By Tim Cuprisin Media Columnist Published Aug 04, 2011 at 9:00 AM

"Man vs. Food" – and successor show "Man vs. Food Nation" (host Adam Richman no longer takes part in eating challenges, but coaches others) – is one of those shows that I watch regularly, but don't particularly like.

All the gorging is pretty grotesque, but the Travel Channel show frequently highlights unique local eateries.

And, of course, I had to watch Wednesday's night's installment, with Richman touring Milwaukee.

He started off eating the Italian Combo, an Italian sausage/beef sandwich topped with meaty red sauce, at Martino's at 1215 W. Layton Ave. It's hardly something uniquely Milwaukee.

He briefly toured the Milwaukee Public Market, mentioning bratwurst, and then headed up to Shorewood and Benji's.

There, he ate the meat-laden "Hear Oh Israel" sandwich.

Do either of these items, as tasty as they may be, really mean Milwaukee eats?

Where's the butter burger? Where are the cheese curds? Where's the fish fry?

Well, there was an homage to "Laverne and Shirley" filmed at Lakefront Brewery, with owner Russ Klisch driving the forklift. And, yes, we got a look at the bronze Fonz.

But the bulk of the show could've been filmed anywhere.

The back half of the show was devoted to the "Unforgiven Challenge," with competitive eater Jeremy Wheeler eating a burger, chicken, bacon monstrosity atop a pound of fries, with a half-dozen red hot chicken wings on the side at Downtown's Red Rock Saloon.

At least Richman no longer has to eat such stuff, probably on doctor's orders.

Wheeler squeaked through to win the challenge – his 15th win. (Sorry for the spoiler, but I didn't think people would be outraged.)

The show repeats at 10 a.m. Saturday.

By the way, Milwaukee County Sheriff David Clarke got some uncredited face time early in the show, eating outside at Martino's.

On TV: NBC says Alec Baldwin will host this fall's season opener of "Saturday Night Live," his 16th time – a record for the comedy show. Melissa McCarthy of CBS' "Mike and Molly" and big-screen hit, "Bridesmaids," hosts the second week at "SNL."

  • GLAAD, the Gay and Lesbian Alliance Against Discrimination, has rated ABC Family as "excellent" in the quantity, quality and diversity of images of lesbian, gay, bisexual and transgender people it portrays. The CW is the top broadcast network in its annual evaluation. CBS is at the bottom of the list of networks, but called "adequate" in the study.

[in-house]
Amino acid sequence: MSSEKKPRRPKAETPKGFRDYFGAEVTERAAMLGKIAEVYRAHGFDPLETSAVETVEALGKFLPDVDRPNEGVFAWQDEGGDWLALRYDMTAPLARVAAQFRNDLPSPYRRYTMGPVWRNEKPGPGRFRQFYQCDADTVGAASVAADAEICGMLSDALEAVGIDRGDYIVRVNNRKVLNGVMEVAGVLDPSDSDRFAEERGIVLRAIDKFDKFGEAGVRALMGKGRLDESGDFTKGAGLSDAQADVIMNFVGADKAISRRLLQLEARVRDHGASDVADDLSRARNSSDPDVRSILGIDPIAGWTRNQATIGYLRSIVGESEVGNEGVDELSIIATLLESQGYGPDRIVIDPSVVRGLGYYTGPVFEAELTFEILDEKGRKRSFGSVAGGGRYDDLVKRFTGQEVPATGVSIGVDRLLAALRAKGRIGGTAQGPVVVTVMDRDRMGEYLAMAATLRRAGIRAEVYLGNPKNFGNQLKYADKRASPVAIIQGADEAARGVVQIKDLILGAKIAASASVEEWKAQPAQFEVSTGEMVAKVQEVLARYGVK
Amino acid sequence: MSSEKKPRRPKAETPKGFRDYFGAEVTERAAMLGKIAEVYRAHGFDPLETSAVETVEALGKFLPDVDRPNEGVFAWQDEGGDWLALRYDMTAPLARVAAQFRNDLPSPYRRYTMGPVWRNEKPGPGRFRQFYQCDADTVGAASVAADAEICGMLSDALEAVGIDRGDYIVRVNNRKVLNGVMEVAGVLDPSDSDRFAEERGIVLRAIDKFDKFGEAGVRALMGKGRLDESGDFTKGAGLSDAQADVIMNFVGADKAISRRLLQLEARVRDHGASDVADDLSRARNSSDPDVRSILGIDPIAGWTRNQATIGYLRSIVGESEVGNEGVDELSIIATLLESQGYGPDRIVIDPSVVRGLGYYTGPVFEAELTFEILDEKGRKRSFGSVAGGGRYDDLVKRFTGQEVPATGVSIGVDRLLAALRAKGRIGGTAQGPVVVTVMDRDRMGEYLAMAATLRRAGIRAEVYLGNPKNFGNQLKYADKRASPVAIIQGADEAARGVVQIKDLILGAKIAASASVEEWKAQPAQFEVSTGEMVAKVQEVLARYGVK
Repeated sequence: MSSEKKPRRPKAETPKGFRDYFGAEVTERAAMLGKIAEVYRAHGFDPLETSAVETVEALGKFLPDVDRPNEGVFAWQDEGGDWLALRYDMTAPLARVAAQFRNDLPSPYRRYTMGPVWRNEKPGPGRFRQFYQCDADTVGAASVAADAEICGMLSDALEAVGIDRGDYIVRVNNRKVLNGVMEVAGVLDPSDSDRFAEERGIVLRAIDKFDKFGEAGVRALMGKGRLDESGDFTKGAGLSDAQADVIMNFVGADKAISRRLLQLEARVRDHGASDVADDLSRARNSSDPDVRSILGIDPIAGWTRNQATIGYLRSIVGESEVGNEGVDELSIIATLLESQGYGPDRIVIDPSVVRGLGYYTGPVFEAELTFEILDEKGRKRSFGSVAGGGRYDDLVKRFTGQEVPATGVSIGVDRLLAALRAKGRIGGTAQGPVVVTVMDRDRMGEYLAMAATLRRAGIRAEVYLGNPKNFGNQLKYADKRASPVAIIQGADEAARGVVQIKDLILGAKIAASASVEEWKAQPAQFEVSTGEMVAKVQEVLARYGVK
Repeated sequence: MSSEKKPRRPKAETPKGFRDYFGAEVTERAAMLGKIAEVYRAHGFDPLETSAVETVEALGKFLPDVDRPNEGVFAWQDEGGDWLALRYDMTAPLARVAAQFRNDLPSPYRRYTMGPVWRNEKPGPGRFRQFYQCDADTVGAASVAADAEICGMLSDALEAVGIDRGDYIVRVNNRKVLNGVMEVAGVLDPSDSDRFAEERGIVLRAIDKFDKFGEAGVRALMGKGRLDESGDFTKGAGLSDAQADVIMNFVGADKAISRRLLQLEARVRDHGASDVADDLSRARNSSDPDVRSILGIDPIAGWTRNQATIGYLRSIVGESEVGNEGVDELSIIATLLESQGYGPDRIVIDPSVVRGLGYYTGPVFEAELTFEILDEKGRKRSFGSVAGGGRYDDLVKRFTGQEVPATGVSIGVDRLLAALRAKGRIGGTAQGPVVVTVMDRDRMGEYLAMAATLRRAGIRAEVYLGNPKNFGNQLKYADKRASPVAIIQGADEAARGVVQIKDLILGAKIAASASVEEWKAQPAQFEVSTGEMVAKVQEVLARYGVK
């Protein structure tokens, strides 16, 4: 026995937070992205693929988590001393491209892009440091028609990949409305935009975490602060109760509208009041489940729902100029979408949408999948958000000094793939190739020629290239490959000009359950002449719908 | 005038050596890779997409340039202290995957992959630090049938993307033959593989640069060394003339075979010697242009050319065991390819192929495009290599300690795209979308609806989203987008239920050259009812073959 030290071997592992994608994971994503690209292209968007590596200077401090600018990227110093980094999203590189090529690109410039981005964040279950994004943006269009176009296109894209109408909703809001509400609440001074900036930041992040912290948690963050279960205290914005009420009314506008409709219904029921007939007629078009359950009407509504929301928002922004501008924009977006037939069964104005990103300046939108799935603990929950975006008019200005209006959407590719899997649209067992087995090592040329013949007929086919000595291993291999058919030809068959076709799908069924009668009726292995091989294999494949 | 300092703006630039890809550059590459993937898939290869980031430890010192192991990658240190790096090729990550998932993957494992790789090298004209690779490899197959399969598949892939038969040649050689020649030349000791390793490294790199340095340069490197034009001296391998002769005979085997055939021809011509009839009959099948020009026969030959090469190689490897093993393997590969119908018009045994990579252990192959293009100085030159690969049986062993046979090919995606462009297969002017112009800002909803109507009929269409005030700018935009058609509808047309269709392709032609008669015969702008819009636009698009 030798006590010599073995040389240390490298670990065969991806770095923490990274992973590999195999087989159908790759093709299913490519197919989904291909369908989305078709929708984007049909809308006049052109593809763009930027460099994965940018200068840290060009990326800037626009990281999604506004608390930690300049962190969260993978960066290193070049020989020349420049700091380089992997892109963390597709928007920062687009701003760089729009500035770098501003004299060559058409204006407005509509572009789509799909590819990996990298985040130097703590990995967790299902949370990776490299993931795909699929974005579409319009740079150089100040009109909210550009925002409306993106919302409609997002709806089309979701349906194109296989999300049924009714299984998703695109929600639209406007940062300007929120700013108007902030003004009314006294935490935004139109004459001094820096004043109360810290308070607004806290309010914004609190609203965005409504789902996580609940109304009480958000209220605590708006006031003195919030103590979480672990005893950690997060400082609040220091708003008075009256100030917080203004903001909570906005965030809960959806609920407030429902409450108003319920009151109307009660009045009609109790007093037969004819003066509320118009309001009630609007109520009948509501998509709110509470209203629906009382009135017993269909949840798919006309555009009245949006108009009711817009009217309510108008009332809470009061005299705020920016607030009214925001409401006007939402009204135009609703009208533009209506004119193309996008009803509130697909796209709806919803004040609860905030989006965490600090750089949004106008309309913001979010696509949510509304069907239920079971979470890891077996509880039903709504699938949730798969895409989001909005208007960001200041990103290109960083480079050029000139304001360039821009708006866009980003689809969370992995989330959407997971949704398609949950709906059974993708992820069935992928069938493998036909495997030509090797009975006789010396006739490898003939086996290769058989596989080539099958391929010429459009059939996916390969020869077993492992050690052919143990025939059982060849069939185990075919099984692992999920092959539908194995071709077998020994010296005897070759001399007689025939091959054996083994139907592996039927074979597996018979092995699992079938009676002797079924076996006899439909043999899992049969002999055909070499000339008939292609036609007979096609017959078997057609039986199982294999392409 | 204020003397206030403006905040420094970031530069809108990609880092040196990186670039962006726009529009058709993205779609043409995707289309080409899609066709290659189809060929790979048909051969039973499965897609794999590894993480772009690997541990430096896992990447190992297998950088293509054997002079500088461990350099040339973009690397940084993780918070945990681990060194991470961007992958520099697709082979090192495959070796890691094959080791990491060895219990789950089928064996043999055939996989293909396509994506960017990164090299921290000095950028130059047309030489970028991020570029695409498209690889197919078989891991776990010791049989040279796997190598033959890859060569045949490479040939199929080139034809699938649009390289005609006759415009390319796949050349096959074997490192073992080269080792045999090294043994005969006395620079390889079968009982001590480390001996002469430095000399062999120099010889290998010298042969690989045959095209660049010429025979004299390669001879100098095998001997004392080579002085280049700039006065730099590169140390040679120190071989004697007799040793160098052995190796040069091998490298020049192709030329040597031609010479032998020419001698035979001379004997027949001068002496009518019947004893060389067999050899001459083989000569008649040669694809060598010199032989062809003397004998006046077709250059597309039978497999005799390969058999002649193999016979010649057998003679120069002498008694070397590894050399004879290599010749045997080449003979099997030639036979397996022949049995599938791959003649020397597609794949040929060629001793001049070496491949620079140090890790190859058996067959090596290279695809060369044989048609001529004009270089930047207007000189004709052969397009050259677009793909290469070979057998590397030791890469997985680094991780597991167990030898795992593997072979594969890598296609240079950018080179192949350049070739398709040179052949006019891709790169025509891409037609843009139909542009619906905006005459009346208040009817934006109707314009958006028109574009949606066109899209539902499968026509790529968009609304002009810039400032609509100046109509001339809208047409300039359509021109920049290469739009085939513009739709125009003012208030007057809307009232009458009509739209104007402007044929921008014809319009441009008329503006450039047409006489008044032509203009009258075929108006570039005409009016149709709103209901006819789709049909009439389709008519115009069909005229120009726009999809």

• TLC has ordered a 10-episode second season of "NY Ink," starting this December.
  • CBS entertainment boss Nina Tassler says Ashton Kutcher's "Two and a Half Men" character will be an "Internet billionaire with a broken heart" named Walden Schmidt. But she wouldn't talk about how the troubled Charlie Sheen's character is being written out of the sitcom.
  • reports that Ray Romano will visit ABC's "The Middle" in the one-hour Sept. 21 season opener playing a man from the past of his former "Everybody Loves Raymond" wife, Patricia Heaton.
  • The crazy heat has delayed the Aug. 16 premiere of A&E's "American Hoggers," about Texas ranchers and their battle against wild boars. No word on when it will start airing.

It's always funny in Philadelphia: If you're anxiously awaiting the seventh season of FX's "It's Always Sunny in Philadelphia on Sept. 15, here's a brief preview to whet your appetite even more:

Tim Cuprisin Media Columnist

Tim Cuprisin is the media columnist for He's been a journalist for 30 years, starting in 1979 as a police reporter at the old City News Bureau of Chicago, a legendary wire service that's the reputed source of the journalistic maxim "if your mother says she loves you, check it out." He spent a couple years in the mean streets of his native Chicago, and then moved on to the Green Bay Press-Gazette and USA Today, before coming to the Milwaukee Journal in 1986.

A general assignment reporter, Cuprisin traveled Eastern Europe on several projects, starting with a look at Poland after five years of martial law, and a tour of six countries in the region after the Berlin Wall opened and Communism fell. He spent six weeks traversing the lands of the former Yugoslavia in 1994, linking Milwaukee Serbs, Croats and Bosnians with their war-torn homeland.

In the fall of 1994, a lifetime of serious television viewing earned him a daily column in the Milwaukee Journal (and, later the Journal Sentinel) focusing on TV and radio. For 15 years, he has chronicled the changes rocking broadcasting, both nationally and in Milwaukee, an effort he continues at

When he's not watching TV, Cuprisin enjoys tending to his vegetable garden in the backyard of his home in Whitefish Bay, cooking and traveling.